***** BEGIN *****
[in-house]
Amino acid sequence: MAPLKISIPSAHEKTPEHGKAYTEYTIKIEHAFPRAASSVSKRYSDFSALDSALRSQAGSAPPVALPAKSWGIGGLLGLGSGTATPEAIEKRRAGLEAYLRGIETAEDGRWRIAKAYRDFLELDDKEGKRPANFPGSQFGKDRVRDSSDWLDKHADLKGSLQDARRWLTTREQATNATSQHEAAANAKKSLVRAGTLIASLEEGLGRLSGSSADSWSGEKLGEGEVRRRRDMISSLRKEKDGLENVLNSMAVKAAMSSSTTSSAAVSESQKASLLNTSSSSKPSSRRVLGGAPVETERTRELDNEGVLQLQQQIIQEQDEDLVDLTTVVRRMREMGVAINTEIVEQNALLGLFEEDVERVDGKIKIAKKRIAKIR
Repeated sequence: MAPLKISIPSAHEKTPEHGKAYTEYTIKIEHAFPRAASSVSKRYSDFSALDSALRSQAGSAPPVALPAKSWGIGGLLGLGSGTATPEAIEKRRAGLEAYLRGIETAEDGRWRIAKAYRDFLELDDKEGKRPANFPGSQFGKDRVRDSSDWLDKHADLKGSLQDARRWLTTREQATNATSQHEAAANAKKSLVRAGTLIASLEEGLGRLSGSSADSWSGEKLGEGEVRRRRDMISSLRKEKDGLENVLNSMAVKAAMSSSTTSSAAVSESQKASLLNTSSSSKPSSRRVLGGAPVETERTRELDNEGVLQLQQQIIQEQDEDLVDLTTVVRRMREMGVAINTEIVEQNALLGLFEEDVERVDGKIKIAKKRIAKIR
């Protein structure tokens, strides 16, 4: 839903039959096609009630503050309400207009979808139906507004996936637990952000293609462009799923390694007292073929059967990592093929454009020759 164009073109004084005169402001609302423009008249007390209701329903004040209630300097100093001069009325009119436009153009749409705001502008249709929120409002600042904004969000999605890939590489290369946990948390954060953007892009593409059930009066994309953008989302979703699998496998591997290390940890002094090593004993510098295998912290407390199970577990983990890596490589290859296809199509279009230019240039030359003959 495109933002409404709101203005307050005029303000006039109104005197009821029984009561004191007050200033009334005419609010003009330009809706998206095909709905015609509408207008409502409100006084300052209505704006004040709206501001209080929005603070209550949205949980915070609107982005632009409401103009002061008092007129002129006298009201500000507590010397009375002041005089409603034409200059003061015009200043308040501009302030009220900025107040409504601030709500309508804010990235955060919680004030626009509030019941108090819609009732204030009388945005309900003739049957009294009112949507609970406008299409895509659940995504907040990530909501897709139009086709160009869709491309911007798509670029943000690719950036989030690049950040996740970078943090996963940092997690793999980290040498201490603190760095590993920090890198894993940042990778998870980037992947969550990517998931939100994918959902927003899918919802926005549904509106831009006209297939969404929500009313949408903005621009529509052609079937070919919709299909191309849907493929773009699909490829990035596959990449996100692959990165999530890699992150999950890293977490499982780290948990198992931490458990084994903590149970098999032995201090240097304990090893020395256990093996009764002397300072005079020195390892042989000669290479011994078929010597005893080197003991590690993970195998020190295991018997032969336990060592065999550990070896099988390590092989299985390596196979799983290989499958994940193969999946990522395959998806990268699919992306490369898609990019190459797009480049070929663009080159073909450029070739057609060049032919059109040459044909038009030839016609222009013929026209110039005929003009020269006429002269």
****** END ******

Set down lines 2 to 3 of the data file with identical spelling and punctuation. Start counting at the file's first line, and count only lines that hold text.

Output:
Amino acid sequence: MAPLKISIPSAHEKTPEHGKAYTEYTIKIEHAFPRAASSVSKRYSDFSALDSALRSQAGSAPPVALPAKSWGIGGLLGLGSGTATPEAIEKRRAGLEAYLRGIETAEDGRWRIAKAYRDFLELDDKEGKRPANFPGSQFGKDRVRDSSDWLDKHADLKGSLQDARRWLTTREQATNATSQHEAAANAKKSLVRAGTLIASLEEGLGRLSGSSADSWSGEKLGEGEVRRRRDMISSLRKEKDGLENVLNSMAVKAAMSSSTTSSAAVSESQKASLLNTSSSSKPSSRRVLGGAPVETERTRELDNEGVLQLQQQIIQEQDEDLVDLTTVVRRMREMGVAINTEIVEQNALLGLFEEDVERVDGKIKIAKKRIAKIR
Repeated sequence: MAPLKISIPSAHEKTPEHGKAYTEYTIKIEHAFPRAASSVSKRYSDFSALDSALRSQAGSAPPVALPAKSWGIGGLLGLGSGTATPEAIEKRRAGLEAYLRGIETAEDGRWRIAKAYRDFLELDDKEGKRPANFPGSQFGKDRVRDSSDWLDKHADLKGSLQDARRWLTTREQATNATSQHEAAANAKKSLVRAGTLIASLEEGLGRLSGSSADSWSGEKLGEGEVRRRRDMISSLRKEKDGLENVLNSMAVKAAMSSSTTSSAAVSESQKASLLNTSSSSKPSSRRVLGGAPVETERTRELDNEGVLQLQQQIIQEQDEDLVDLTTVVRRMREMGVAINTEIVEQNALLGLFEEDVERVDGKIKIAKKRIAKIR